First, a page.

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James Atwood Institute for Congregational Courage coming to Ghost Ranch Aug. 22-25

Presbyterian Disaster Assistance will offer up training and a film team

by Presbyterian Peace Fellowship | Special to Presbyterian News Service

Ghost Ranch Education & Retreat Center is the site of the James Atwood Institute for Congregational Courage Aug. 22-25. (Photo courtesy of Ghost Ranch Education & Retreat Center)

When the call went out to those concerned about gun violence to go to Ghost Ranch Education & Retreat Center in New Mexico, the first registrants hailed from the Atlantic to the Pacific regions of the country.

Why go to New Mexico? For the James Atwood Institute for Congregational Courage. This new initiative of the Presbyterian Peace Fellowship will be held August 22-25 at Ghost Ranch in Abiquiu, New Mexico. The goal? To train clergy and lay leaders for the long mission of ending the gun violence epidemic, a disaster that took over 43,000 American lives last year.

“Why come to such a beautiful place to focus on such a painful issue? I think that the quiet of the mesa will clear our minds so that we can learn how to tackle the issue of gun violence effectively,” said Rev. Harry Eberts, pastor of one of the sponsors of the Atwood Institute, First Presbyterian Church of Santa Fe. “The country needs it. The church needs it.” Since 1955, the 21,000-acre Ghost Ranch Education & Retreat Center has hosted Presbyterians for continuing education, training and renewal.

As part of the PC(USA)’s Decade to End Gun Violence and in celebration of the 80th birthday of the Presbyterian Peace Fellowship, the Atwood Institute will offer practical training for a range of gun violence prevention educational, pastoral and action strategies for local congregations. Participants can follow up the event with quarterly online gatherings with their Atwood Institute community, with a goal of encouraging one another over time. The Atwood Institute is ecumenical, open to all denominations.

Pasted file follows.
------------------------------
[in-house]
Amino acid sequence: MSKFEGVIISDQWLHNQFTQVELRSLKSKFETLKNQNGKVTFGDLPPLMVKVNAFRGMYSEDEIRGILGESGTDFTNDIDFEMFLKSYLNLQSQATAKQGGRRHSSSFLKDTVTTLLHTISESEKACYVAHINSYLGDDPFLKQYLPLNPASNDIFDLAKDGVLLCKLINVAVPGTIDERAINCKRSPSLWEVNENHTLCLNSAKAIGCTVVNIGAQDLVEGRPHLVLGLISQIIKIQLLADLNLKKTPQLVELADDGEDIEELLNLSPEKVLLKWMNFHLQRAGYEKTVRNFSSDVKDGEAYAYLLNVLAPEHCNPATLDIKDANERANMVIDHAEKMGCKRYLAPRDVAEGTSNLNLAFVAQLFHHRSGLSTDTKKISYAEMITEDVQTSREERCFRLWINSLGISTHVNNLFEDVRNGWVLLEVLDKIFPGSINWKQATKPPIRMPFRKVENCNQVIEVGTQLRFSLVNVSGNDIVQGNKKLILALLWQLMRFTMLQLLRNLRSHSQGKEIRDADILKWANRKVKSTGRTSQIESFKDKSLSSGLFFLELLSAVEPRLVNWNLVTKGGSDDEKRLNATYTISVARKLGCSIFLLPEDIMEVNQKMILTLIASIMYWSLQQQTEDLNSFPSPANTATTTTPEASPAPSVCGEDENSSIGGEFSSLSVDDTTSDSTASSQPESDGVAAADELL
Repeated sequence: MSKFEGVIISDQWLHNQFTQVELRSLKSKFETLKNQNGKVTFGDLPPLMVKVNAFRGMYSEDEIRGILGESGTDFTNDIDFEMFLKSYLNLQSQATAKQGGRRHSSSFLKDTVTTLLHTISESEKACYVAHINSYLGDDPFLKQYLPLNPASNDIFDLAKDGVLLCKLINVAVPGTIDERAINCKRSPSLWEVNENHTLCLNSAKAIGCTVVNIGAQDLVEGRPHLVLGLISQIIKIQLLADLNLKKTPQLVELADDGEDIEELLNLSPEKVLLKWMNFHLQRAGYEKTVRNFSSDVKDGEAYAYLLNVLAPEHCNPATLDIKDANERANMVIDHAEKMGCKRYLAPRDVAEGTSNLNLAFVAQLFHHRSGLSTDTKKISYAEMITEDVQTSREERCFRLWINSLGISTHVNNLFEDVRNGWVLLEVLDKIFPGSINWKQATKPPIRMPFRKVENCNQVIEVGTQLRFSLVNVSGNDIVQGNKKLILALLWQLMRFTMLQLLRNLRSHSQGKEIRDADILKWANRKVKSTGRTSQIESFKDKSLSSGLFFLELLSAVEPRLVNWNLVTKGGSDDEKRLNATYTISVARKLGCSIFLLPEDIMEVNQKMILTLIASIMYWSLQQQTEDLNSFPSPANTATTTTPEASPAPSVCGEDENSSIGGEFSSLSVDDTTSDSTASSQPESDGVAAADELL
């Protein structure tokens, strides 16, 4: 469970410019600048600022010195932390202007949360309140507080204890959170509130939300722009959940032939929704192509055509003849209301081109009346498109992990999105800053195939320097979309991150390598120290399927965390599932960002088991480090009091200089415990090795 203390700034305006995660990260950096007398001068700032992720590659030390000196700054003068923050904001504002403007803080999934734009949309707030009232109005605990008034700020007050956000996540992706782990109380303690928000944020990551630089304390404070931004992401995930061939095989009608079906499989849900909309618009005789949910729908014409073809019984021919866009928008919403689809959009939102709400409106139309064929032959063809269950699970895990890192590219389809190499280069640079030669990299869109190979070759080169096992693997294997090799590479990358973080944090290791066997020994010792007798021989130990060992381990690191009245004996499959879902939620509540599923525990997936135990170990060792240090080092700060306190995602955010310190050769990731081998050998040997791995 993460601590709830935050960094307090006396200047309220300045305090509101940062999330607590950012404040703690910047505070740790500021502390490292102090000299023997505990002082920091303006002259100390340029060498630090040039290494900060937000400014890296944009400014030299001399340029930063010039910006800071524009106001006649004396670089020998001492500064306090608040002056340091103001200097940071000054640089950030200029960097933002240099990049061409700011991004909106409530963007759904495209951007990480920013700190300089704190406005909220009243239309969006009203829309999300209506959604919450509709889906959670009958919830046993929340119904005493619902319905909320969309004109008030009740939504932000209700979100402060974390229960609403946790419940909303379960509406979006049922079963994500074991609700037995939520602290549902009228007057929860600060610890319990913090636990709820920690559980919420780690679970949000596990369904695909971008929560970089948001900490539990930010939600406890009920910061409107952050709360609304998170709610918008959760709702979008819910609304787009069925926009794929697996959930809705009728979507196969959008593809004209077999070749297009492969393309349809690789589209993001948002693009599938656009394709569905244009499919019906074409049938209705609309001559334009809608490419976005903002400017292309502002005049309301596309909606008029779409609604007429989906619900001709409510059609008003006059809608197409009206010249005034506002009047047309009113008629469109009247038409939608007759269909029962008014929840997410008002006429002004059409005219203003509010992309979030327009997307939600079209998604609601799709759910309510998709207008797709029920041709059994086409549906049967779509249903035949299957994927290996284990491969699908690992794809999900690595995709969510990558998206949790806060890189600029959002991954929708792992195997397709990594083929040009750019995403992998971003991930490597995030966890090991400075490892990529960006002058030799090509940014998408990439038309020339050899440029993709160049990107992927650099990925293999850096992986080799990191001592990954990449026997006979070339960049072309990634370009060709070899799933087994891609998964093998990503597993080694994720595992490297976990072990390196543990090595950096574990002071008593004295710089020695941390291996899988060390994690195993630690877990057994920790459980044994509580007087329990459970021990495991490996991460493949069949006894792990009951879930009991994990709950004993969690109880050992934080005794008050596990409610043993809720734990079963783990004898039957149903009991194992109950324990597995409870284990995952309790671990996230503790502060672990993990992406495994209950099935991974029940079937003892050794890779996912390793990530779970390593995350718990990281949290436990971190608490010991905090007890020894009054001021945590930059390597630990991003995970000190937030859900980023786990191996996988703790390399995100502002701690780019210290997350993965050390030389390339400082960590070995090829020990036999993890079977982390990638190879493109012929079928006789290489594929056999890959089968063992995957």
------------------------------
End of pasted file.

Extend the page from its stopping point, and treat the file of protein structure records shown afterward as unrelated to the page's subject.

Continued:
Updates on the Atwood Institute for Congregational Courage:

  • Presbyterian Disaster Assistance will join the Presbyterian Peace Fellowship event to offer training on gun violence emergency response alongside trauma specialist, Mebane Boyd, a Resilient Communities Officer at the North Carolina Partnership for Children. Boyd is the daughter of Jim Atwood and Roxana Atwood.
  • Top gun violence prevention activists will offer hands-on training, such as Miranda Viscoli of New Mexicans to Prevent Gun Violence, on involving youth and young adults in GVP; internationally-known Catholic Priest and Nobel Peace Prize nominee Father John Dear, on the faith basis for the courage to prevent gun violence; and blacksmiths from RAWTools on the Guns to Gardens movement, including a time for participants to help transform a gun into a garden tool. Skills covered will range from preaching and discussing gun violence prevention effectively, to congregational education and advocacy, to secure gun storage campaigns such as the BeSMART for Kids Campaign, and more. Participants can expect to go home equipped to start or strengthen gun violence prevention programs in their congregations.